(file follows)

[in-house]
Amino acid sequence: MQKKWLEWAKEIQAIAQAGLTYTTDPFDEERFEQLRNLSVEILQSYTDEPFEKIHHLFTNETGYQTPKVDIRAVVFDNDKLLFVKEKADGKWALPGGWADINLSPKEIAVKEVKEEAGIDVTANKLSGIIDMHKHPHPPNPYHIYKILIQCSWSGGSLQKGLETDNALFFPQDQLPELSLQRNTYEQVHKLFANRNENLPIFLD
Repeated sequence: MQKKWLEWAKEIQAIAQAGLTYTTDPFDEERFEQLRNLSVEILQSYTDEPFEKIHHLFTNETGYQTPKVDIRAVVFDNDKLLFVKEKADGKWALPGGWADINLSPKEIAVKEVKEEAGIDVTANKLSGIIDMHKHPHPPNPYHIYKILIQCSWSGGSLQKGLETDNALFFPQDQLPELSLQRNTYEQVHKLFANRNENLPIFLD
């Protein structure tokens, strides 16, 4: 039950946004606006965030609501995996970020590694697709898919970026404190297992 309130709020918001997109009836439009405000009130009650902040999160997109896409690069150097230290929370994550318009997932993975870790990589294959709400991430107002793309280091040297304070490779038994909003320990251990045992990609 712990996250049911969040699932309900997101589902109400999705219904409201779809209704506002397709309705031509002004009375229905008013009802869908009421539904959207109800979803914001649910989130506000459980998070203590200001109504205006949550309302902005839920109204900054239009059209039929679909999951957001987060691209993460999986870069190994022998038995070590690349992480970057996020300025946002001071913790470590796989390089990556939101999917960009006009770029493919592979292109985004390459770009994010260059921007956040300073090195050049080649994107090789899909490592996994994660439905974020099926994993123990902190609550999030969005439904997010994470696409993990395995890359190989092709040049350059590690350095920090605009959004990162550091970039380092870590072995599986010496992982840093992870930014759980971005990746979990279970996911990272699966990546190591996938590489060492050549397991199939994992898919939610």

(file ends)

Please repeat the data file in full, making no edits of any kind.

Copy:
[in-house]
Amino acid sequence: MQKKWLEWAKEIQAIAQAGLTYTTDPFDEERFEQLRNLSVEILQSYTDEPFEKIHHLFTNETGYQTPKVDIRAVVFDNDKLLFVKEKADGKWALPGGWADINLSPKEIAVKEVKEEAGIDVTANKLSGIIDMHKHPHPPNPYHIYKILIQCSWSGGSLQKGLETDNALFFPQDQLPELSLQRNTYEQVHKLFANRNENLPIFLD
Repeated sequence: MQKKWLEWAKEIQAIAQAGLTYTTDPFDEERFEQLRNLSVEILQSYTDEPFEKIHHLFTNETGYQTPKVDIRAVVFDNDKLLFVKEKADGKWALPGGWADINLSPKEIAVKEVKEEAGIDVTANKLSGIIDMHKHPHPPNPYHIYKILIQCSWSGGSLQKGLETDNALFFPQDQLPELSLQRNTYEQVHKLFANRNENLPIFLD
């Protein structure tokens, strides 16, 4: 039950946004606006965030609501995996970020590694697709898919970026404190297992 309130709020918001997109009836439009405000009130009650902040999160997109896409690069150097230290929370994550318009997932993975870790990589294959709400991430107002793309280091040297304070490779038994909003320990251990045992990609 712990996250049911969040699932309900997101589902109400999705219904409201779809209704506002397709309705031509002004009375229905008013009802869908009421539904959207109800979803914001649910989130506000459980998070203590200001109504205006949550309302902005839920109204900054239009059209039929679909999951957001987060691209993460999986870069190994022998038995070590690349992480970057996020300025946002001071913790470590796989390089990556939101999917960009006009770029493919592979292109985004390459770009994010260059921007956040300073090195050049080649994107090789899909490592996994994660439905974020099926994993123990902190609550999030969005439904997010994470696409993990395995890359190989092709040049350059590690350095920090605009959004990162550091970039380092870590072995599986010496992982840093992870930014759980971005990746979990279970996911990272699966990546190591996938590489060492050549397991199939994992898919939610």